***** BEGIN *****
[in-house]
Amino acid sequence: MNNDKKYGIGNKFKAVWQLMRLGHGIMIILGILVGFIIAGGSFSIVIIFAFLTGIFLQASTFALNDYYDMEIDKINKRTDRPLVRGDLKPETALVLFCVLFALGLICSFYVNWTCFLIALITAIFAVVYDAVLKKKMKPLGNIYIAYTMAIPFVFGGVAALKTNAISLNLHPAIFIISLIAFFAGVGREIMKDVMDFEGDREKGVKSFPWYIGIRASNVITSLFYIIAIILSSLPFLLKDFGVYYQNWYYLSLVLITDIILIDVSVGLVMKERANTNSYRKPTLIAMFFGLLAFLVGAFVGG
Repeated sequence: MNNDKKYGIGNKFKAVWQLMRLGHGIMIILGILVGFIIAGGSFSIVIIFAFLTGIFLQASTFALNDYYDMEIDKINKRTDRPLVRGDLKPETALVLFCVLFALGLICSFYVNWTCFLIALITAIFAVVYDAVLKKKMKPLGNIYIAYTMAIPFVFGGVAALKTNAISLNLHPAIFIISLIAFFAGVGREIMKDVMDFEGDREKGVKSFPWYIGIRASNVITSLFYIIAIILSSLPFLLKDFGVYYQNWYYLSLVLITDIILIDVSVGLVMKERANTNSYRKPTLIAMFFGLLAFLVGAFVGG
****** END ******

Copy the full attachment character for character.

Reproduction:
[in-house]
Amino acid sequence: MNNDKKYGIGNKFKAVWQLMRLGHGIMIILGILVGFIIAGGSFSIVIIFAFLTGIFLQASTFALNDYYDMEIDKINKRTDRPLVRGDLKPETALVLFCVLFALGLICSFYVNWTCFLIALITAIFAVVYDAVLKKKMKPLGNIYIAYTMAIPFVFGGVAALKTNAISLNLHPAIFIISLIAFFAGVGREIMKDVMDFEGDREKGVKSFPWYIGIRASNVITSLFYIIAIILSSLPFLLKDFGVYYQNWYYLSLVLITDIILIDVSVGLVMKERANTNSYRKPTLIAMFFGLLAFLVGAFVGG
Repeated sequence: MNNDKKYGIGNKFKAVWQLMRLGHGIMIILGILVGFIIAGGSFSIVIIFAFLTGIFLQASTFALNDYYDMEIDKINKRTDRPLVRGDLKPETALVLFCVLFALGLICSFYVNWTCFLIALITAIFAVVYDAVLKKKMKPLGNIYIAYTMAIPFVFGGVAALKTNAISLNLHPAIFIISLIAFFAGVGREIMKDVMDFEGDREKGVKSFPWYIGIRASNVITSLFYIIAIILSSLPFLLKDFGVYYQNWYYLSLVLITDIILIDVSVGLVMKERANTNSYRKPTLIAMFFGLLAFLVGAFVGG